Positive psychology has emerged as a key tool in the workplace. One of the founders of the field, Dr Martin Seligman, was recently in Australia to explain the concepts and the tools it offers. By Derek Parker
There is a story that Amanda Horne, a consultant providing advice and executive coaching within the framework of positive psychology to a range of organisations, tells of a valuable executive who was operating at less than full potential. Traditional management techniques of identifying what was wrong and working out how to “fix” the problem only had a limited effect. The turnaround came when that individual looked at the extent of meaning and engagement in her life. This led her to volunteer to coach a local youth sports team. Within a short time, her overall mood and level of engagement at work lifted, and her career returned to the fast track. The case, says Horne, illustrates the value of positive psychology to corporate managers.
One of the central figures in the field of positive psychology is Dr Martin Seligman, who recently visited Australia to address several forums organised by the Australian Institute of Management. He is the author of over 20 books on positive psychology; for business-orientated readers, the most significant are Learned Optimism and Authentic Happiness. He is also the Director of the Positive Psychology Centre at the University of Pennsylvania in the United States.
Dr Seligman says that while traditional psychological research and practice focuses on curing mental illness, positive psychology deals with life satisfaction, and how it can be assessed and enhanced.
“It’s important to realise,” he says, “that this area has been the subject of extensive study. Some people might think of it as feelgood, smiley-face stuff, but there is a huge base of research, supported by extensive longitudinal and comparative studies. While every person is different, life satisfaction is something that can be measured and assessed.
“For managers, understanding positive psychology is crucial,” says Carolyn Barker, CEO of AIM for Queensland and the Northern Territory. “The skills that are needed most in business today are empathy, self-awareness, and vision. The contribution that Martin Seligman has made is to provide the link between the study of psychology and daily life. At the same time, he has provided a background of research, all in language that is familiar to people in business.”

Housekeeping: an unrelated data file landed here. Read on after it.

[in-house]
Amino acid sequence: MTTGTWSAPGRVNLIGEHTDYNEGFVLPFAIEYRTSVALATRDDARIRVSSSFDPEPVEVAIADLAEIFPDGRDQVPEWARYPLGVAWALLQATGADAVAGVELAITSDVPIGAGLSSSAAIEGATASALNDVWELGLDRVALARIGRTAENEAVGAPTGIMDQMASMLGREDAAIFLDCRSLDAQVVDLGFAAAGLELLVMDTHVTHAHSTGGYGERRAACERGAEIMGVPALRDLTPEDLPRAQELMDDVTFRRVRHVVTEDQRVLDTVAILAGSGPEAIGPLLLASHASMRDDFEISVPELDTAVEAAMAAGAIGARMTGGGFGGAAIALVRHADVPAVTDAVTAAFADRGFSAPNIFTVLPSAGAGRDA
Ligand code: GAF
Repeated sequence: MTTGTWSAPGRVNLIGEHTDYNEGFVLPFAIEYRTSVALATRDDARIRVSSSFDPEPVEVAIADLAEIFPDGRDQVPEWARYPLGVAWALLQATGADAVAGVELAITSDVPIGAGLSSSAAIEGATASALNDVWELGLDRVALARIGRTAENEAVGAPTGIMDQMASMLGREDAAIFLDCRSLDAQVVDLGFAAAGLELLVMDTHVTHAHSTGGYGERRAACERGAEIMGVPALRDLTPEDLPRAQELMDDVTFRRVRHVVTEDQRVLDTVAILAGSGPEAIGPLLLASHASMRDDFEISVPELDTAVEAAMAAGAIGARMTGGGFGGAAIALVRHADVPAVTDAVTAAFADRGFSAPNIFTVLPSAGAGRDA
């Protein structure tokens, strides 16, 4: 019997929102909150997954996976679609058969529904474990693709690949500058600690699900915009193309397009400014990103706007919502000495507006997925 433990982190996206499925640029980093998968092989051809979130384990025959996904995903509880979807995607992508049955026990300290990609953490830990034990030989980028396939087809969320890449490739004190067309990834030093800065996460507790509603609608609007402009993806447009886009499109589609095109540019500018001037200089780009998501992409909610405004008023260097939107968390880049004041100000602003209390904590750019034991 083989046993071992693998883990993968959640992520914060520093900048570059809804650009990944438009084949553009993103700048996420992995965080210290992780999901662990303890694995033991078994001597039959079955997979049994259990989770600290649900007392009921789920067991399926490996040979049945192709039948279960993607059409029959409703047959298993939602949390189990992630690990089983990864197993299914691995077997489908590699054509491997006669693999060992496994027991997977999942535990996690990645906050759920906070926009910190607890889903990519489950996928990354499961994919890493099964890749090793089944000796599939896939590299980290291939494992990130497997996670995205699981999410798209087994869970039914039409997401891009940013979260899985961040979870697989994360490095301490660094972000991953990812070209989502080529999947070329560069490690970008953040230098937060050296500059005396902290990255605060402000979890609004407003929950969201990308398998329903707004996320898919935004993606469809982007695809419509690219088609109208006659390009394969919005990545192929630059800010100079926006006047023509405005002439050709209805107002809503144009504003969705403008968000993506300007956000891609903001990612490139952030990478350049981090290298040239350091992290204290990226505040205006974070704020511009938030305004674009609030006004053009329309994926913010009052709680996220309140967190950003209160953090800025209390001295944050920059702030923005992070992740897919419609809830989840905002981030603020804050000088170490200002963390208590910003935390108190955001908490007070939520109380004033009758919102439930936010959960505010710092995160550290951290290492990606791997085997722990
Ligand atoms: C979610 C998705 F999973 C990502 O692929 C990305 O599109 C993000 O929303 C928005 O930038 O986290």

Dr Seligman points to research showing that optimistic people are generally more productive and creative, both in specific organisational environments as well as in other aspects of life outside of work. Contentment with life makes them more resilient to adversity, and provides personal benefits such as better health and even longer life.
Levels of satisfaction
In referring to happiness, Dr Seligman does not mean mindless thrillseeking or laughing all the time. He discerns three levels of happiness: pleasure (positive emotional responses flowing from experiences); engagement (being in tune with one’s surroundings, and having positive relationships); and meaning (contributing to and being part of a larger cause).
“Positive emotions are important, but in themselves they don’t last,” he says. “For most people, engagement is the real key to positive psychology. Optimism and good relationships with others are the most important factors in the engaged life.”
Optimism, he believes, is a skill set that can be learned. For example, he proposes that optimism can be developed by, at the end of each day, cataloguing and reviewing three good things that happened. Another method is to be able to identify “catastrophic” thoughts in oneself and oppose them, a form of mental argument that can be developed into a semi-automatic process.
A key aspect of positive psychology is awareness of one’s own strengths and weaknesses. Dr Seligman provides a questionnaire* to allow people to identify their “signature strengths”, a key part of building good relationships. There is a wide spectrum of “strengths”, including creativity, courage, prudence, humour and an appreciation of excellence.
Barker underlines the importance of this concept. “There is a ‘know thyself’ aspect to this sort of test, and the results can be enlightening and empowering,” she says. “But more broadly it helps you understand the nature of the strengths that other people can bring to the organisation. Those strengths might be quite different to your own but are of no less value.
“For managers involved in coaching and mentoring, the idea of signature strengths provides a framework for analysis and action. It is a means by which strengths can be identified and built upon, and possible areas of weakness can be addressed.”